Remembrance Day is a proud tradition, even for those who have not yet personally experienced the horrors of war.
As the world stands, tens of thousands of people die each year to wars and as such it is not only the great World War soldiers, or the veterans of Vietnam that are remembered on Nov. 11th.
On this day, we remember the sons and daughters lost in the wars of history, but also those being lost in current conflicts. We reflect on those who are currently engaged in conflicts, from Syria to Kenya, Egypt to Mexico, Afghanistan to South Sudan and beyond.
It is a day to consider what freedom means for North Americans – who fought for it, who paid for it with their lives and how we can honour their actions. As a nation, we stand in silence each year – a striking display of respect that is carried out in workplaces, schools, hospitals, government and more.
These moments of silence are designated for those silenced by the sounds of war. They are for parents who did not return to children, or children who did not return to parents. Those two minutes are a symbol of solidarity that say, “We acknowledge those who have fought for our freedom and for those who continue to fight.”
However, these moments of silence should also raise questions such as, “What do these wars bring? What happens to refugees of war seeking asylum?” or, “What could I do to help?”
To help those who are affected by war, thoughts and prayers are a kind gesture but are not definitive action. Volunteering with veterans, Legions, counselling programs, opening doors to refugees and more – these are the actions that the everyday citizen can take to truly move towards remembrance.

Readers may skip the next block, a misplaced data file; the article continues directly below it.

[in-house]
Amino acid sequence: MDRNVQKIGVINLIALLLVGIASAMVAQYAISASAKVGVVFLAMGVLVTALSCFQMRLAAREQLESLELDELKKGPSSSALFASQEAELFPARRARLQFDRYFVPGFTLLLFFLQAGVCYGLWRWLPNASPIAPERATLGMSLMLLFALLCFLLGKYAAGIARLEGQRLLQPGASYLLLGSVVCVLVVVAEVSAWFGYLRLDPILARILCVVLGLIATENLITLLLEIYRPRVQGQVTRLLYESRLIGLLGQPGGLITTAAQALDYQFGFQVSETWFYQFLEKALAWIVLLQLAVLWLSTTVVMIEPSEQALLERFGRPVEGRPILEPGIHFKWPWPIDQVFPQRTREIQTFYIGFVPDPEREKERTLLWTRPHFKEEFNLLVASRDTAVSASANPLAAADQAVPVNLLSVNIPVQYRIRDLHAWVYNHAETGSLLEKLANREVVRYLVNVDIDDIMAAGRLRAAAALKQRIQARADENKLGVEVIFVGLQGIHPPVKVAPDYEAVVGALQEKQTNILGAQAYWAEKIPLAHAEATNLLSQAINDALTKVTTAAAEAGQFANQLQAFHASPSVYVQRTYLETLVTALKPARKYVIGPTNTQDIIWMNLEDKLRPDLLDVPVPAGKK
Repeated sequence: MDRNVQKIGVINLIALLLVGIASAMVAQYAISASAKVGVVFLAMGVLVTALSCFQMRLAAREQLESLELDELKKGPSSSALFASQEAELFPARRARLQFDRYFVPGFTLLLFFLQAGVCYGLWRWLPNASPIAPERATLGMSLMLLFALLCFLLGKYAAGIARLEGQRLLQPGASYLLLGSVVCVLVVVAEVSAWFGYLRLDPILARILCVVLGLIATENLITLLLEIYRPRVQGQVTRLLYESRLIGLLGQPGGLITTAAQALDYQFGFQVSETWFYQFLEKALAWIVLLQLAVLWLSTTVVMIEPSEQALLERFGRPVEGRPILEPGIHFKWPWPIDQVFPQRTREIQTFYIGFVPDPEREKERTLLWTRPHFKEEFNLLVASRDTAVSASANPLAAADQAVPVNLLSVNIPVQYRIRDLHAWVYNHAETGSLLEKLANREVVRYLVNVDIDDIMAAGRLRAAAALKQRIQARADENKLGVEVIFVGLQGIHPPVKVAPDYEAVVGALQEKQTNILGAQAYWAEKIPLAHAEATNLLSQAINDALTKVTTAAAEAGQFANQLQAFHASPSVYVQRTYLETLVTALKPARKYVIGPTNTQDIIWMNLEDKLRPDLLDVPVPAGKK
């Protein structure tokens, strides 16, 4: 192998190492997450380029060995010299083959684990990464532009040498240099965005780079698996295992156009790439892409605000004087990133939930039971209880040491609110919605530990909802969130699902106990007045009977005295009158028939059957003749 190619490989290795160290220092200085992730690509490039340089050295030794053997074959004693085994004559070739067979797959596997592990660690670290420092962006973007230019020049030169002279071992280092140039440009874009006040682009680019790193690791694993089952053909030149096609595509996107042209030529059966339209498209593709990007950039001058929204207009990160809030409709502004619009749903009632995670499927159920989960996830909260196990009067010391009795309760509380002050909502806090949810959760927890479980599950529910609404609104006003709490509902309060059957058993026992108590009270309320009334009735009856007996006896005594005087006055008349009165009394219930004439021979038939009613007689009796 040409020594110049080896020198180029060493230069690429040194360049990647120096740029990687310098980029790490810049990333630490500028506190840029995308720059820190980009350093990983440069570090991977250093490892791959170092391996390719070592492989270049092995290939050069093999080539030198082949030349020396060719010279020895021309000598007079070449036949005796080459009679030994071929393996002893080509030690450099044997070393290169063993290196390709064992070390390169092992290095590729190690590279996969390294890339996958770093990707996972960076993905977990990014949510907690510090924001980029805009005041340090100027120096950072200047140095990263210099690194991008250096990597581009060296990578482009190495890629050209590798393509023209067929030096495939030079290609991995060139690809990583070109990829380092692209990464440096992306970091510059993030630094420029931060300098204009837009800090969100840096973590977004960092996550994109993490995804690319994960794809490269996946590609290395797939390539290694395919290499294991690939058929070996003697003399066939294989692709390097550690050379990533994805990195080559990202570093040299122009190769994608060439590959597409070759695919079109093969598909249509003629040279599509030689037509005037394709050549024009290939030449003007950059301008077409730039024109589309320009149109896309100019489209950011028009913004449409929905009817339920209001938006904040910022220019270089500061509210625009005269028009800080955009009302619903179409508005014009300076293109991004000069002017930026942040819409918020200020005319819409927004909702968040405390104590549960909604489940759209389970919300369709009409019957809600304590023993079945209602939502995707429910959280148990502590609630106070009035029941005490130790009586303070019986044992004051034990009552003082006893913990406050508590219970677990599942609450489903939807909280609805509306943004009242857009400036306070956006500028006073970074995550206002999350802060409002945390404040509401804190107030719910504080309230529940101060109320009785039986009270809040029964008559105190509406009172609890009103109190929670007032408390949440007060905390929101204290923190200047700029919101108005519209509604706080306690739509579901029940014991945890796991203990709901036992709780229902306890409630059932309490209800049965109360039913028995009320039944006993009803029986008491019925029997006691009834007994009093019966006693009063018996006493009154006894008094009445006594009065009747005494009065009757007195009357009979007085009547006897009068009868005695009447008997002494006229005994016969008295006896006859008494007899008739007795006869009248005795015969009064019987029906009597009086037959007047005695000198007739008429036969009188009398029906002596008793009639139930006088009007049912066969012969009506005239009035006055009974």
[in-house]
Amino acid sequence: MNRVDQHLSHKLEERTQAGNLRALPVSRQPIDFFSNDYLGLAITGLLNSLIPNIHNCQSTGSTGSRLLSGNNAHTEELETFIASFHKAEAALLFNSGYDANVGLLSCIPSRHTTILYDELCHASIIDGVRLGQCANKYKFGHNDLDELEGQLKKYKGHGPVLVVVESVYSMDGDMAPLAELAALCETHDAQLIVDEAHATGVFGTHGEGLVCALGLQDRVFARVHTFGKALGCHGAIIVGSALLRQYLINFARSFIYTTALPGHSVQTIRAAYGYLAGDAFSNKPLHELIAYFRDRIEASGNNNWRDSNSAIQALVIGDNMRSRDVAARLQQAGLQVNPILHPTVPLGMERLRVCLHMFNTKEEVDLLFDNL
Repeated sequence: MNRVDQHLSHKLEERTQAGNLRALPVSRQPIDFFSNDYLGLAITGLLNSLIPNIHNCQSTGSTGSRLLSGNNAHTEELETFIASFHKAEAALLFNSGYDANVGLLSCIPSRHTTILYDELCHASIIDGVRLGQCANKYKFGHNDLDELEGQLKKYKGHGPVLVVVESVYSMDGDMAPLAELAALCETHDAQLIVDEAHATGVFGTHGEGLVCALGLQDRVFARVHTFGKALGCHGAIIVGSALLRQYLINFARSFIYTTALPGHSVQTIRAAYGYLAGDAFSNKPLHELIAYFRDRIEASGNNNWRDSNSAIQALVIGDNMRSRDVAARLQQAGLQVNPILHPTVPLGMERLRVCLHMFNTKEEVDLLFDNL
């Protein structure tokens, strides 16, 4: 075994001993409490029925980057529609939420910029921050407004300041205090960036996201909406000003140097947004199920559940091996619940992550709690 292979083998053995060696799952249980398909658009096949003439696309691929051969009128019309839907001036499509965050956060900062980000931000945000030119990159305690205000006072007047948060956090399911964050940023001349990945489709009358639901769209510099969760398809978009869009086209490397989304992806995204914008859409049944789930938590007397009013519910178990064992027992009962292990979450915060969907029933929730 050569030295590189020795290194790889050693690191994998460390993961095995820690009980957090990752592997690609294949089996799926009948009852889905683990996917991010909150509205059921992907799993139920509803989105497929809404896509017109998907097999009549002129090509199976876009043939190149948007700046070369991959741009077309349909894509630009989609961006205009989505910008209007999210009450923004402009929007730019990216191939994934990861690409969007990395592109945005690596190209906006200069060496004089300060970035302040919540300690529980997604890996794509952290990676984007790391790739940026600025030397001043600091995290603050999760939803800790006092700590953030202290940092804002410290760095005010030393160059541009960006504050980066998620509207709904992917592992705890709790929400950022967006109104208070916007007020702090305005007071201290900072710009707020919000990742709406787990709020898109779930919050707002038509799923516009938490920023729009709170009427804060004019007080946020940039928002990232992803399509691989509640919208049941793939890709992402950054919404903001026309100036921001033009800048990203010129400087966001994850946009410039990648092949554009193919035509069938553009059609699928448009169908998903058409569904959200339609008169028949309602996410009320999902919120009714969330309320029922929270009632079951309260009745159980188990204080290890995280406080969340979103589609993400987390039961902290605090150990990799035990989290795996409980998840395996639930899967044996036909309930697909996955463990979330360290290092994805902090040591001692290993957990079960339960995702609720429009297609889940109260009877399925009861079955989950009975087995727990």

Through the weeks leading up to Remembrance Day, poppies are worn as a symbol that stand vividly to show a connection. That connection is compassion and understanding to the consequences and casualties of war.
The poppy is worn on the left side, near the middle of the chest, over the heart. This special placement reminds us that those who have served, are currently serving or lost their lives serving will be a part of our hearts forever.
Poppies have earned the direct relation to ‘Never Forget’ – a term heard often during the time of Remembrance, but not forgotten year-round.
To the lives lost in conflict, changed by war and uplifted through liberation – we remember.
To the families, the refugees and the escapees of war – we remember.
To the veterans who fought and to those engaged in conflict now – we remember.
To the communities devastated by bombs and to the nations divided – we remember.
To those struggling to support their loved ones in conflict and struggling to understand the opposing sides during conflict, we will never forget your contributions.
Remembrance is more than a designated day – it is a state of mind, one that should be followed by action. Those actions, again, include volunteering, a small donation or even just listening to someone’s story of the conflict they have seen or have been impacted by.
Remembrance Day is a day to be celebrated with reverence and respect, for all those before and after us who have fought for liberation, education, love and opportunity.
It is a day to stand together as a nation, but more importantly as humans who have all suffered loss and ought to be thankful for the lives we are given today.